US adds 528,000 jobs in surprising gains for labor market

The US economy unexpectedly added 528,000 jobs last month and the unemployment rate returned to a half-century low, easing recession concerns while the labor market remained upbeat despite high inflation, tighter monetary policy and less fiscal support.

The data showed the pace of job creation accelerated compared to June, when the economy added 398,000 jobs, and more than double the 250,000 jobs economists had expected.

The unemployment rate fell from 3.6 percent to 3.5 percent, hitting its half-century low just before the start of the COVID-19 pandemic in 2020.

The meaning of the figures released on Friday US labor market It has taken back all the jobs lost since the start of the pandemic in February 2020 and will address concerns of a slowdown in the world’s largest economy just months before a midterm election that will determine Congress’s control. They can also encourage federal Reserve Continuing the rapid tightening of monetary policy to rein in rising prices.

Treasury yields jumped in response to the report, while the S&P 500 was down 0.4 percent in Friday lunchtime trading on Wall Street, as market participants bet the Fed would act more aggressively to tame inflation.

The yield on the two-year Treasury, which aligns with interest rate expectations, rose 0.21 percentage points to a two-week high of 3.25 per cent. The 10-year Treasury yield rose 0.17 per cent to 2.84 per cent.

The move raised the limit on yields on two-year treasuries to exceed that of 10-year notes. This so-called inversion of the yield curve is usually regarded as an indicator of an impending economic contraction. Following the report, the spread was at its most inverted level since August 2000.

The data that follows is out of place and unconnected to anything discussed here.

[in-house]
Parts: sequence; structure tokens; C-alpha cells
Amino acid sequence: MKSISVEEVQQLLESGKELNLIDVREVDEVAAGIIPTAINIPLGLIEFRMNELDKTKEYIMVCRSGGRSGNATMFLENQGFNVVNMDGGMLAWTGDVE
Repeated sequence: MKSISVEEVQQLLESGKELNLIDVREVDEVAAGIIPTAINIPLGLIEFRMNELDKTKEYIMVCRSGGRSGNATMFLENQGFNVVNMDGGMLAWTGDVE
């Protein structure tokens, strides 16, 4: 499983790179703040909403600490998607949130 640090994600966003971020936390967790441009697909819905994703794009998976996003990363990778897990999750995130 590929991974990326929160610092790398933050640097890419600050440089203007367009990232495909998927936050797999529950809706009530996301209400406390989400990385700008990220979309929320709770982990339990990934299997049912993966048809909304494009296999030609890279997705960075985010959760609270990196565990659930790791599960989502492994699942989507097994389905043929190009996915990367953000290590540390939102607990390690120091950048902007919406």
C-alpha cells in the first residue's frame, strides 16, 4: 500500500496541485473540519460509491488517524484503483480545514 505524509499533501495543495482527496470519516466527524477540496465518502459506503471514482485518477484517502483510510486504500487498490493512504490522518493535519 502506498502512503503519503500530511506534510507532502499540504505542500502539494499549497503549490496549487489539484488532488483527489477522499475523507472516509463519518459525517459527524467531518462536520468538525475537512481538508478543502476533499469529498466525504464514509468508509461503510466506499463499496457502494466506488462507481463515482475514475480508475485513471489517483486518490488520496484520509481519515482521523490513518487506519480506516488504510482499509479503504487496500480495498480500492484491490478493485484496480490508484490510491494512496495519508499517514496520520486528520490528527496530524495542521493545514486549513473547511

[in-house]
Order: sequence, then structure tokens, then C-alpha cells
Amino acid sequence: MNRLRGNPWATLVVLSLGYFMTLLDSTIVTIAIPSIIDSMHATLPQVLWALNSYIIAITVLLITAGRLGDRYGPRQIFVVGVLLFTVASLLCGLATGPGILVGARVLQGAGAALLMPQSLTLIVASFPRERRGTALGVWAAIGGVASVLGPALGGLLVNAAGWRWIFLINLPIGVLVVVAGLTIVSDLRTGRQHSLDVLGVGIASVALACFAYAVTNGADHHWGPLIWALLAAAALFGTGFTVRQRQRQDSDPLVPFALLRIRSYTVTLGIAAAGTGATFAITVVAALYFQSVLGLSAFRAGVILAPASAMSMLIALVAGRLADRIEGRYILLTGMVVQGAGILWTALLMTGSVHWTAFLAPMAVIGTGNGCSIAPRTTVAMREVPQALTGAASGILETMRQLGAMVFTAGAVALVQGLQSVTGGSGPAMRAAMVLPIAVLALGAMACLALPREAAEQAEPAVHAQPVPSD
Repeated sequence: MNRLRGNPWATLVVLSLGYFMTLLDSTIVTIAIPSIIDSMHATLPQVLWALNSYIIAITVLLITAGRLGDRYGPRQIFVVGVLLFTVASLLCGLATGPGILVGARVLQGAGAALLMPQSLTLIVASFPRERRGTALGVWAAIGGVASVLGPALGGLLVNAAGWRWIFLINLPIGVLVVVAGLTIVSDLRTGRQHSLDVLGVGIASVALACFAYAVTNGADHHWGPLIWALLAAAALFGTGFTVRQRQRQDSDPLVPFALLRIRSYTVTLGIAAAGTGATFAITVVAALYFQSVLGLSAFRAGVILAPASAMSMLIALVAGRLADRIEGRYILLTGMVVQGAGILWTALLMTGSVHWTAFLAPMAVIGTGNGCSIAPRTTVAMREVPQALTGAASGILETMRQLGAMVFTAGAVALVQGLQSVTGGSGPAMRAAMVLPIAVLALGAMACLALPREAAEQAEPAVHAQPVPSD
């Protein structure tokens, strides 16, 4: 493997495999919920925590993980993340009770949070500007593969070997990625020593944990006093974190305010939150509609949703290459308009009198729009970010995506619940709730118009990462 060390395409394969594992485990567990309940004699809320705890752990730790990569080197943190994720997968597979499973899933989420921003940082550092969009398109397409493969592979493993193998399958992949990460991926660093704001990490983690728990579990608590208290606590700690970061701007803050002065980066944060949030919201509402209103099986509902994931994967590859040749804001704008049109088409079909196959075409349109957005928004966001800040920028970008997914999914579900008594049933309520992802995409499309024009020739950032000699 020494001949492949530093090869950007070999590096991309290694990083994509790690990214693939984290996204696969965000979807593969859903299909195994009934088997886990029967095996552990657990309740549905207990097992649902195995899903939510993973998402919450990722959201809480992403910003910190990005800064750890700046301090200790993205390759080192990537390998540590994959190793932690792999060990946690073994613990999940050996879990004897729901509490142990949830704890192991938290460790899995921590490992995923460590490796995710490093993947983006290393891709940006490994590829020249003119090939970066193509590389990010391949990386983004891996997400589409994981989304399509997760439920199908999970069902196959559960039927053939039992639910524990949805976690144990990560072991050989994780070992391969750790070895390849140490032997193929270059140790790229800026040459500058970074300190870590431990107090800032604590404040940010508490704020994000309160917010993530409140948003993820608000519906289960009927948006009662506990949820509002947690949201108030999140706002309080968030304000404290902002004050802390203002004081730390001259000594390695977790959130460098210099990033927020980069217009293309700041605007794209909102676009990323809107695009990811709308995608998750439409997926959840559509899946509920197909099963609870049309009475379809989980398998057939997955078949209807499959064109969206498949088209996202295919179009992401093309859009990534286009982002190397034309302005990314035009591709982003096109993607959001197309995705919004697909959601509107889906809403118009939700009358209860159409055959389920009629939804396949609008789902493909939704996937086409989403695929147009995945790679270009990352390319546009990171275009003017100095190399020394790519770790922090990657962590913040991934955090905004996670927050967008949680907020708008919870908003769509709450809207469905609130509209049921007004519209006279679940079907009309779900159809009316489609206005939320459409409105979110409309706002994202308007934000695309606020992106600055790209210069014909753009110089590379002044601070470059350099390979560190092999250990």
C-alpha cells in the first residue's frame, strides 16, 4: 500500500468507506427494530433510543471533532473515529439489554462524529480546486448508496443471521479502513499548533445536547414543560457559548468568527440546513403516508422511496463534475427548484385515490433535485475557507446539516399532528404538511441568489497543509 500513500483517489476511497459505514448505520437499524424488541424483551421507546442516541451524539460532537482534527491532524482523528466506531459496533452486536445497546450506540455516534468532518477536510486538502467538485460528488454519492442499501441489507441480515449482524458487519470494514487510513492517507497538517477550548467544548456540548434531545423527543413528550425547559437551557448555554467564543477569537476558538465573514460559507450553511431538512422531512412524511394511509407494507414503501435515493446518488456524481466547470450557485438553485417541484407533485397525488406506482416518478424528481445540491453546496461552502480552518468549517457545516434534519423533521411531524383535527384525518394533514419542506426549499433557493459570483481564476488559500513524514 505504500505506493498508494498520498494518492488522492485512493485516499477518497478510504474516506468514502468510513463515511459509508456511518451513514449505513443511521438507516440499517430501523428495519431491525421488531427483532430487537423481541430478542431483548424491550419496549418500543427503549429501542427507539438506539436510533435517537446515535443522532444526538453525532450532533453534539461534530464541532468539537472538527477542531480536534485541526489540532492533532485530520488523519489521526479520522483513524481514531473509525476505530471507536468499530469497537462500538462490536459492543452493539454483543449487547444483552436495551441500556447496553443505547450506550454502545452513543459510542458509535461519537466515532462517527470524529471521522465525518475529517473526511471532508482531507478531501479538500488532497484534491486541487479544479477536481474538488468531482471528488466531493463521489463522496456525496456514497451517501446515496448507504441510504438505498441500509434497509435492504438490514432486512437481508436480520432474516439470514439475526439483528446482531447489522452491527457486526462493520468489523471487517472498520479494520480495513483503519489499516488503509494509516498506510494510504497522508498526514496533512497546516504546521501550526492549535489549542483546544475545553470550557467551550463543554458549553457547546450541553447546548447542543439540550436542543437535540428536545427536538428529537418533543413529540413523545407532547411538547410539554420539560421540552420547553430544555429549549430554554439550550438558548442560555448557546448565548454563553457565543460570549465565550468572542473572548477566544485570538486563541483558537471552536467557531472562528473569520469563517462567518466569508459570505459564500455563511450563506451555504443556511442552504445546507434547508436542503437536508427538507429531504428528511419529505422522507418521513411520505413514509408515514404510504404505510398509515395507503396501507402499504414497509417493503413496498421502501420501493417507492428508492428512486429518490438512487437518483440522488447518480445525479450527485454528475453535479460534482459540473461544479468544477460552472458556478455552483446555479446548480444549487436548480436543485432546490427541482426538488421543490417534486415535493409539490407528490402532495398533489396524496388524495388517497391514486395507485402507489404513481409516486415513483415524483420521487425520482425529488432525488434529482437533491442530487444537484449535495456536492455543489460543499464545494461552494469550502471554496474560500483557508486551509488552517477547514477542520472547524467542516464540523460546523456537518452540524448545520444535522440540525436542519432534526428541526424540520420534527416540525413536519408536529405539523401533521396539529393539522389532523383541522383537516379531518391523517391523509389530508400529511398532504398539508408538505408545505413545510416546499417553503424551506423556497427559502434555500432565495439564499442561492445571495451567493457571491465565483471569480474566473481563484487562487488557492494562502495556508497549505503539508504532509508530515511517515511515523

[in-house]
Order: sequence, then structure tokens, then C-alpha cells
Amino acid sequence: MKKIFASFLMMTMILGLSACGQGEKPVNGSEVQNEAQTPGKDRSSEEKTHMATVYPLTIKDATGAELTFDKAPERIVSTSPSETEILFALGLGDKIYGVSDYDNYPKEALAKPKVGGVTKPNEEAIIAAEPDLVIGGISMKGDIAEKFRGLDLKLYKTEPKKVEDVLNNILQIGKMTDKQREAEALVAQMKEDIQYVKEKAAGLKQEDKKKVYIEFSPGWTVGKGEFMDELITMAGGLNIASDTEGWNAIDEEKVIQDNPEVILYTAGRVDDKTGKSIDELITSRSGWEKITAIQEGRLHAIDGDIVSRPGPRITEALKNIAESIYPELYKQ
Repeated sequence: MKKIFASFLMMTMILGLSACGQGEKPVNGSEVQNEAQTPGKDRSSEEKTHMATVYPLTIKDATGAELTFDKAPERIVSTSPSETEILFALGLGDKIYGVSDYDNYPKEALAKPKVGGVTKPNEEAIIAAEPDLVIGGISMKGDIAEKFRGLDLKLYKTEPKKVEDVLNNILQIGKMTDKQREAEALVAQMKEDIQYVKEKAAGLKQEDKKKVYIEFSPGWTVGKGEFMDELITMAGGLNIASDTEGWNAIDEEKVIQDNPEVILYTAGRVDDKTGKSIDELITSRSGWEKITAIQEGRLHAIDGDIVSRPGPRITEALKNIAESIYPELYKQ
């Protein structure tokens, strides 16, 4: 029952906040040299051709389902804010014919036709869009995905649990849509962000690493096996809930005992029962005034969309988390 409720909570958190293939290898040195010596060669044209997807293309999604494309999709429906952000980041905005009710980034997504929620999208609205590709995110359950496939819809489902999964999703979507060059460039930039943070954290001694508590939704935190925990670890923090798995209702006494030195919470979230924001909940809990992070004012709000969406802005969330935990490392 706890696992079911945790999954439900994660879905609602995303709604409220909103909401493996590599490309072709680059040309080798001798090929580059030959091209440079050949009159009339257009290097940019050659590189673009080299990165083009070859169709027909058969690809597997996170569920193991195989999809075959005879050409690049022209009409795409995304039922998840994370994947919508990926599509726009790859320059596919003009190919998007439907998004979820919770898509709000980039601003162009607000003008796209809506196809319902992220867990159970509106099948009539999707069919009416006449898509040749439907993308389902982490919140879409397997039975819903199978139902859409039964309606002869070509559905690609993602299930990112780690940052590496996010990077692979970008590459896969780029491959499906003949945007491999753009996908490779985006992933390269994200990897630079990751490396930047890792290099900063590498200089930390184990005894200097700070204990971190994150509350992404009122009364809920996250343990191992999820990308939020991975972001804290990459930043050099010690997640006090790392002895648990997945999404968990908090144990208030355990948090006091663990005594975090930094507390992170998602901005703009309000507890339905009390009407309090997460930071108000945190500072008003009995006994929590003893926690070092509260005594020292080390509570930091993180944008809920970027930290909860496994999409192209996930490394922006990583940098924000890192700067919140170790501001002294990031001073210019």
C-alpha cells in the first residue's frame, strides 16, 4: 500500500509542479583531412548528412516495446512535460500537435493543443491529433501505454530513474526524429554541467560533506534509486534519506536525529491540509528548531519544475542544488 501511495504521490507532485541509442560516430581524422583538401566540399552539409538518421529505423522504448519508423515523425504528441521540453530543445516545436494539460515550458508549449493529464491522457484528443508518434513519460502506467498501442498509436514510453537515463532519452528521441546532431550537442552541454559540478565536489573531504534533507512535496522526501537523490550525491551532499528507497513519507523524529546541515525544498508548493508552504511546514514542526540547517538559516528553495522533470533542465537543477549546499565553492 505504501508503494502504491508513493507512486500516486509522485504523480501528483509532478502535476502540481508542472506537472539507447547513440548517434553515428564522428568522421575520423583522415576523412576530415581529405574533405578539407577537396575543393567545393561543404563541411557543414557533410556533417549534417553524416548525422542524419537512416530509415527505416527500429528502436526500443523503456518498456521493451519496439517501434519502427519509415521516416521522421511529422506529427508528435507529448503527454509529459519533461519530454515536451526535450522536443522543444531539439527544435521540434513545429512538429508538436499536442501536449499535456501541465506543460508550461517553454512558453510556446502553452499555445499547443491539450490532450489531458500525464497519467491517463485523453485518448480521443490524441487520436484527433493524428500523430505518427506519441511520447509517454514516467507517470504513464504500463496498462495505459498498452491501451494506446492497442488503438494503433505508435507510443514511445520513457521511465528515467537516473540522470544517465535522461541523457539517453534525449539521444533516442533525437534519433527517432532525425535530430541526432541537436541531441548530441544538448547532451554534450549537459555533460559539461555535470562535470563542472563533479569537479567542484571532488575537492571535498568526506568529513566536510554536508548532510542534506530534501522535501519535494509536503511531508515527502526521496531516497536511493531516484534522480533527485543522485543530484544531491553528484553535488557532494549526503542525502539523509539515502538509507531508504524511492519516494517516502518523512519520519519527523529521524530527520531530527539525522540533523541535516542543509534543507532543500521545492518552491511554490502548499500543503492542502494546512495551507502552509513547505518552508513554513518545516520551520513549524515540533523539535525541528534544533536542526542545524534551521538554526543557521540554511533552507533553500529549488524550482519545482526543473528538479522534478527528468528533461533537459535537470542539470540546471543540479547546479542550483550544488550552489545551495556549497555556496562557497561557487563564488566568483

In the futures market, traders began pricing in the prospect of a large rate hike at the Fed’s meeting in September. It is now expected that interest rates will rise above 3.6 per cent by the end of 2022, up from 3.4 per cent before the release of the report.

Pimco economist Tiffany Wilding said the new jobs data would prompt the Fed to raise by 0.75 percentage points for a third consecutive meeting in September and also bolster their hopes of additional tightening in 2023 to 2022.

“This is clearly a story of wage inflation across sectors, which is a worrying sign that inflation will remain stable, even as energy and food prices are falling. It all concerns Fed officials,” she said.

In a statement, President Joe Biden called the report evidence that his economic policies were working, even as polls show most Americans refuse to handle the economy.

“There are more people working than at any time in American history . . . and this is the result of my economic plan to build the economy from bottom to top and middle to out,” he said.

GDP data released last week showed for the second time in a row trimester contractions In US production, raising concerns of weakness in the economy. Economists at the National Bureau of Economic Research – what constitutes a recession in the US – haven’t said whether a recession is underway, but any major drop in job creation could raise those concerns.

Senior officials in the Biden administration have dismissed concerns that the US is in recession, saying the economy is in good shape and in a slow transition following last year’s boom.

Fed Chairman Jay Powell has cautioned against reading too much into GDP figures, saying he still thinks interest rates could rise further without a painful slowdown. But he warned that the road to that outcome was getting “narrower”.

On Thursday, the US Department of Labor separately released data It shows the number of people applying for unemployment benefits reached 260,000 last week, its highest level in more than six months, raising alarm bells about the direction of the jobs market.

“We’re not in a recession right now. Is the risk of a recession rising? Yes,” Cleveland Fed Chair Loretta Meester said Thursday at an event in Pittsburgh. She said she expects interest rates in the US to need to rise to “a little above 4”. [per cent]”To control inflation.

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